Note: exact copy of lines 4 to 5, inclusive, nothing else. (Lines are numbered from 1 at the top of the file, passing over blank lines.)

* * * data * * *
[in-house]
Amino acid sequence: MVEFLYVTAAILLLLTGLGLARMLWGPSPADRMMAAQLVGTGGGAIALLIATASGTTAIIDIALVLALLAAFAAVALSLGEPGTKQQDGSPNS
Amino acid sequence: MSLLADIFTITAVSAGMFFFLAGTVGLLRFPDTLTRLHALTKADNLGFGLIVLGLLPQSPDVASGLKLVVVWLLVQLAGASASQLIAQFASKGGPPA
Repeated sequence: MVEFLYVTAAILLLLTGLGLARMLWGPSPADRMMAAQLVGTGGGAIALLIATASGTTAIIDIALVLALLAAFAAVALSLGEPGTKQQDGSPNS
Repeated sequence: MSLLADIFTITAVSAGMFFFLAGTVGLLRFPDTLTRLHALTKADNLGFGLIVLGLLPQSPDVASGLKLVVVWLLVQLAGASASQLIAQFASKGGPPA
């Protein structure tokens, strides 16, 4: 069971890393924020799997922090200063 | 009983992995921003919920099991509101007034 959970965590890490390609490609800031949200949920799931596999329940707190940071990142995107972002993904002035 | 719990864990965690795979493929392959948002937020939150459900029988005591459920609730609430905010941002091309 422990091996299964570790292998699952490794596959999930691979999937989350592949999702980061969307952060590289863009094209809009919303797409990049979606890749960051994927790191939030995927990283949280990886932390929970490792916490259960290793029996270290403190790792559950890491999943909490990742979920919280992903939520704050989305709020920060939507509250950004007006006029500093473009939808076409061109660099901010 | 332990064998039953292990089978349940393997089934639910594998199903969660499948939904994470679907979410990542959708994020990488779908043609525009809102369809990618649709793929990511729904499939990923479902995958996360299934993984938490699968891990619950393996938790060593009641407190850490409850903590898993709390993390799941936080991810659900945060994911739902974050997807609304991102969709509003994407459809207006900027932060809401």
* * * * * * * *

Repeated sequence: MVEFLYVTAAILLLLTGLGLARMLWGPSPADRMMAAQLVGTGGGAIALLIATASGTTAIIDIALVLALLAAFAAVALSLGEPGTKQQDGSPNS
Repeated sequence: MSLLADIFTITAVSAGMFFFLAGTVGLLRFPDTLTRLHALTKADNLGFGLIVLGLLPQSPDVASGLKLVVVWLLVQLAGASASQLIAQFASKGGPPA